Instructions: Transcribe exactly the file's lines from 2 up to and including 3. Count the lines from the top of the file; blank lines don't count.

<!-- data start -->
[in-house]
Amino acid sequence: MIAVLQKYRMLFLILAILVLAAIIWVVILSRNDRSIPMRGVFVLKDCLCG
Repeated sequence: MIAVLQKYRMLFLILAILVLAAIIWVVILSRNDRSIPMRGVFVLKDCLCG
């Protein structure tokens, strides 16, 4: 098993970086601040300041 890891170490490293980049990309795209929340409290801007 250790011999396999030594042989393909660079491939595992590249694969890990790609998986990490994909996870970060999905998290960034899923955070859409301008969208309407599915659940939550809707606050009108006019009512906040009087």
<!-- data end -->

Amino acid sequence: MIAVLQKYRMLFLILAILVLAAIIWVVILSRNDRSIPMRGVFVLKDCLCG
Repeated sequence: MIAVLQKYRMLFLILAILVLAAIIWVVILSRNDRSIPMRGVFVLKDCLCG